John Dereske

My earliest memory of John Dereske is of sitting in front of him on his motorcycle, one of his spare helmets sitting on my head like a five-gallon bucket on a mop handle, as he drove down the state road that ran out of the town he lived in. I was five or six years old at the time. Grandpa loved giving out those rides, every time we visited him.

My other earliest memory is of sitting in his garage workshop while he worked on whatever his most recent project was. While he worked, he didn't talk, but that was fine with me, because it was obvious he enjoyed my presence. Unlike my aunts and uncles, I was content to sit there, quietly, and that made him happy. It made me happy, too, because he didn't try to make me talk, and didn't question my presence. In fact, he would often glance my way and smile, as if he was proud of me. It was the first time in my life I had ever experienced that kind of response from an adult member of my own family. Oftentimes, I felt he was more of a father to me than my father was.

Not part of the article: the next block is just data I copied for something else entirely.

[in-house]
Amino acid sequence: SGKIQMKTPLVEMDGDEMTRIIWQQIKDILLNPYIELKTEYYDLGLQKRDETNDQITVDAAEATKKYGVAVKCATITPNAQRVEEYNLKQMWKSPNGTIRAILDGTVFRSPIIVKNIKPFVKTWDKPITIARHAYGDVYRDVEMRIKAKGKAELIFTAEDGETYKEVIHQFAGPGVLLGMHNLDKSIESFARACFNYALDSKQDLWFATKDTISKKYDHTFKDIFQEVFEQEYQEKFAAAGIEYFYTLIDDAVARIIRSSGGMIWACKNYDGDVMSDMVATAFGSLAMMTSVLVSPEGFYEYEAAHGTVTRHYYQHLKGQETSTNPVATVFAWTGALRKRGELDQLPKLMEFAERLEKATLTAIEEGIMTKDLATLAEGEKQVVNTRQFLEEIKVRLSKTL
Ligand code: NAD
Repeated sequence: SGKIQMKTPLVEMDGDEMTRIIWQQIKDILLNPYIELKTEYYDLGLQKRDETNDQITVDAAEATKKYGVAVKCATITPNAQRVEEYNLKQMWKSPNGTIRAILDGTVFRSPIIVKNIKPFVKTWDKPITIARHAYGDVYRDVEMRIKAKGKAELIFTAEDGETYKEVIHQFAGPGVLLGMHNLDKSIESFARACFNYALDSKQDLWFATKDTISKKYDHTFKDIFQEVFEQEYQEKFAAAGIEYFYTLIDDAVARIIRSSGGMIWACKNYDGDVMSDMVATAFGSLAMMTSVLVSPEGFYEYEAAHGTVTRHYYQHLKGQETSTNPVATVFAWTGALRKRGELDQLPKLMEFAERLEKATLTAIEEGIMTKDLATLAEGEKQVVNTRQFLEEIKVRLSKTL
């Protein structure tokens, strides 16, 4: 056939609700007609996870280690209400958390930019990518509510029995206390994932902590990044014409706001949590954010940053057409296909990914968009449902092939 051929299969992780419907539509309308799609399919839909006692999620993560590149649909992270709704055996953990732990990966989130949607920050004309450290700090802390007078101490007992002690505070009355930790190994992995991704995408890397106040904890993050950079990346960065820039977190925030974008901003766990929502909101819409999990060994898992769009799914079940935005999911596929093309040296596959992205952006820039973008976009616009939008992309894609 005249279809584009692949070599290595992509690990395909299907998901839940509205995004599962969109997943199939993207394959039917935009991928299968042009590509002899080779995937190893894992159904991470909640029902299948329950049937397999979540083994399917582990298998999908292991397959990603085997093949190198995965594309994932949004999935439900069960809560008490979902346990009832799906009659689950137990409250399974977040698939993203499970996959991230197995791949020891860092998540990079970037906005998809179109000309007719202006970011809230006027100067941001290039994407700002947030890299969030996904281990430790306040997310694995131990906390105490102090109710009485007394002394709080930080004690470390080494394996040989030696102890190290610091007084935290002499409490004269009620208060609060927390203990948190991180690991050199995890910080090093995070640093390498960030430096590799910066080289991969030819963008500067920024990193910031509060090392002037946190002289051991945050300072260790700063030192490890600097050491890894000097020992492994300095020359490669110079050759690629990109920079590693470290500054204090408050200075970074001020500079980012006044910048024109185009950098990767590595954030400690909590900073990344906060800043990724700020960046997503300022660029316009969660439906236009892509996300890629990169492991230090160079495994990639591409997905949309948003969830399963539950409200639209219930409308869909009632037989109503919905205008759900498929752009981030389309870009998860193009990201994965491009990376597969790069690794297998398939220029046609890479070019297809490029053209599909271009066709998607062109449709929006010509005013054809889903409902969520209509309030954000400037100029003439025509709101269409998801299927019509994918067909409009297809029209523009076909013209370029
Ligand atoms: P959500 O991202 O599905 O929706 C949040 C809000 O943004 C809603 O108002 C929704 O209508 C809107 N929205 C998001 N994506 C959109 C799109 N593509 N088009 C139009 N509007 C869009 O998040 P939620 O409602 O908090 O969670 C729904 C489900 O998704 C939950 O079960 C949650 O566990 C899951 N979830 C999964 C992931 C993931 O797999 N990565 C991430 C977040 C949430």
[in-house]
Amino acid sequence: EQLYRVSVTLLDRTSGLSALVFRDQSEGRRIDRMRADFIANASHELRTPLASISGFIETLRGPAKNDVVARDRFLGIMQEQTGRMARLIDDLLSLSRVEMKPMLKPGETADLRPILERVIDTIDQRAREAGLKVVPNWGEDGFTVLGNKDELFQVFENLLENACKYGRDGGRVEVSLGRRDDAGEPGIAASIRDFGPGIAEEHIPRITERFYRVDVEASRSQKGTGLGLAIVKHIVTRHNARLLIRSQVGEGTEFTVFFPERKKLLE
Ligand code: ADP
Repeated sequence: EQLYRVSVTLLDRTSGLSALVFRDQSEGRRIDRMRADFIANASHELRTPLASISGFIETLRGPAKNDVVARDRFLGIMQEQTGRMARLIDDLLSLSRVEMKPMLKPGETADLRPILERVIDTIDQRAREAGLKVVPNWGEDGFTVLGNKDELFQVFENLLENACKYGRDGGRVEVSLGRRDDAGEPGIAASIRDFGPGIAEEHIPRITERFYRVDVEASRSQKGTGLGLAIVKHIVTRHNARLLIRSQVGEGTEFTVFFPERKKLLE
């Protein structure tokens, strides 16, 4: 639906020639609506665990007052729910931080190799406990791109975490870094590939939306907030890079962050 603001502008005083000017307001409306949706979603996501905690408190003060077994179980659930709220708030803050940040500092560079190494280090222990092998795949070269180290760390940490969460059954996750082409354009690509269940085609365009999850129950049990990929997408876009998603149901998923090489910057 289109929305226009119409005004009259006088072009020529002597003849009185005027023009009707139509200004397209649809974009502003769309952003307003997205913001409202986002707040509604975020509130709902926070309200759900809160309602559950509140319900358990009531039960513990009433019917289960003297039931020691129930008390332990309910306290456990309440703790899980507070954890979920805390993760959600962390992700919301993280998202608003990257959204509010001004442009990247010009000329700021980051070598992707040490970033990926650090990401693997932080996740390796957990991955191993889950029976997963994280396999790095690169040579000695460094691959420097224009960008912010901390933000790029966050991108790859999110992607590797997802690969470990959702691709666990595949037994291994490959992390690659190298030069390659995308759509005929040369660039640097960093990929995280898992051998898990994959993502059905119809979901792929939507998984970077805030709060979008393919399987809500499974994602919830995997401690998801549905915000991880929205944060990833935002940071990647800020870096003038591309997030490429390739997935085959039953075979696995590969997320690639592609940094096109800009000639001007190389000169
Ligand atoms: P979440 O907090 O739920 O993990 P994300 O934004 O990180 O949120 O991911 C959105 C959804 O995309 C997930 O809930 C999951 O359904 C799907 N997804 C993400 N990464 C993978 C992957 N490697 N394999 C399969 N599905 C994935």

John Dereske was not just my grandfather, of course. He was also a shrewd businessman. He created a cleaning business that had an exclusive contract for cleaning the offices of the local electrical utility. His business was so successful that he was able to pay cash when he added a wing to his home, exclusively for his wife's pottery workshop and kitchen. In fact, he paid cash for every large purchase he made, whether it was a new Goldwing or a new Lincoln or an addition to his home. He did all this despite having had six heart attacks over the last twenty years of his life.

John Dereske was the man I looked up to as a child, who I wanted to be like when I grew up. What more can you say about someone?

William G. Hartwell


October 23, 2009
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